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States of Christian Life and Vocation, According to the Doctors and Theologians of the Church/Part 1/Section 1/Article 2/Paragraph I. Celibacy/Chapter 4

< States of Christian Life and Vocation, According to the Doctors and Theologians of the Church‎ | Part 1/Section 1‎ | Article 2/Paragraph I. Celibacy


LET us first note with Suarez that persons free from the bonds of wedlock are fitter for the state of perfection than those who are married.[1] Perfect chastity, says the same great theologian, is not only praiseworthy in that it makes man free and fitter for spiritual things, but also because it is in itself more lovely, better, more honorable, and, at the same time, richer in merits.[2] In itself chastity unites the heart to God, and withdraws, as far as possible, man from animal life, to raise him to a spiritual existence. For this reason the fathers liken virginity to the state and perfection of angels, because it, in a certain measure, makes men imitate angelic life, according to the words of the Saviour: " In the resurrection they shall neither marry nor be married ; but shall be as the angels of God in heaven." (Matt, xxii, 30.) " What is to be consummated by the glory of the resurrection of our bodies is here undertaken by holy men through the perfection of their chastity. Hence, St. Cyril of Jerusalem teaches that this perfect chastity is above man, and is the crown of the angels."[3]

Finally, as by celibacy man acquires greater merit, so it consequently gives him a right to a higher reward in heaven. Indeed, an ancient author, supposed to be St. Athanasius, writing to a young person, broke forth into these exclamations : " O perfect chastity, friend of God, and praised of saints! O continence, hated of many, but dearly valued and loved of those who are able to understand thee ! thou overthrowest death and Satan, and art the dower of immortal spirits. O continence, joy of prophets, glory of apostles, life of angels, and crown of saints! blessed are they who possess thee ! In them the pains of a moment borne for thy sake will bring thee abundant joys."[4] From what has just been said, it is easy to infer, and very important to understand, how proper it was for the Church not to admit her ministers to holy orders before making them promise continence, or perpetual celibacy. Suarez observes that reason and natural right sufficiently show the wisdom of this action of the Church ; and he adds : "In the Old Law, it is true, God did not prescribe perfect chastity to his priests : the sacrifices of mere animals which they had to offer up did not require such purity. Yet they were held to continence during the time of their functions in the temple. Thereby God showed how becoming it is that his ministers should altogether abstain from even the lawful pleasures of the senses." Indeed, ecclesiastical celibacy is entirely in keeping with the precepts and counsels of the Gospel ; for our Lord recommended chastity to all, and taught the practice of it, especially, to his apostles. St. Paul advises the faithful leading the married life to refrain for a time by mutual consent, in order to give themselves up to prayer. It is therefore, with just reason, far more becoming that the ministers of the Church, who from duty must often pray and perform their sacred functions, should be free from the bonds of matrimony. "And, in truth, the duties of a minister of God, particularly of a pastor, are not limited to prayer and the altar. He is bound to confer sacraments, especially penance, to instruct by word and example, and to assist the sick. He is the father of the poor, of the widow, of the orphan, and of the forlorn child. His flock is his family ; he is the distributor of alms, the resource of all the unfortunate. This multitude of painful and harassing functions is incompatible with the cares, perplexities, and vexations of the marriage state. A married priest would be at a loss to gain for himself the respect and confidence required for the success of his ministry.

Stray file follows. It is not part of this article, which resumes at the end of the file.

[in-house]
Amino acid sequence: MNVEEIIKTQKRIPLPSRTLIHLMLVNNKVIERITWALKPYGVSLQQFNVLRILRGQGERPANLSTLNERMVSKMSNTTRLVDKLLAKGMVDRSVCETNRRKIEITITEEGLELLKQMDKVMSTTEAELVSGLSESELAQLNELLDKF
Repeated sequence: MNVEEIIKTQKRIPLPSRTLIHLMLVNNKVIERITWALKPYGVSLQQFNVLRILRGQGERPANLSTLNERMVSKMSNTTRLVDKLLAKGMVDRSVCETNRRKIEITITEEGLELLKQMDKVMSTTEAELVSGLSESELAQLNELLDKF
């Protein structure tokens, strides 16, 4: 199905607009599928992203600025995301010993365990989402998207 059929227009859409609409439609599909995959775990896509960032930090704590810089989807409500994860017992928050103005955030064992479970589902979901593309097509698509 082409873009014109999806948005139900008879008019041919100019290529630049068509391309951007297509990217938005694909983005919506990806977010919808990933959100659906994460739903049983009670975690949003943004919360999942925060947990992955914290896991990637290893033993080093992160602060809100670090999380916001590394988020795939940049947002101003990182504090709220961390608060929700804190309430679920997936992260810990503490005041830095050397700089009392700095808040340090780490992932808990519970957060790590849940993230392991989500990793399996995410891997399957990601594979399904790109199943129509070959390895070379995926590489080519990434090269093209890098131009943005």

Hence the practice of celibacy by the clergy was in honor from the beginning of Christianity, as Suarez proves at great length ;[5] and the Council of Trent consecrated its obligation by hurling an anathema against those who would dare to say that clerics constituted in sacred orders are able to contract marriage, and that, being contracted, it is valid ; and that, all who do not feel that they have the gift of chastity, even though they have made a vow thereof, may contract marriage, seeing that God refuses not that gift to those who ask for it rightly ; neither does he suffer us to be tempted above that which we are able.[6] (i Cor. x, 13.) But it is time to return to our subject.


  1. DC statu perfect., lib. I, c. ii.
  2. De voto cast., c. i, n. 12.
  3. De voto cast., c. i, n. 14.
  4. Inter op. St. Athan., De virginitate. Ed. Migne, torn. 4, col. 279.
  5. De voto cast., lib, 9, c. xiv.
  6. Sess. 24, can. 9.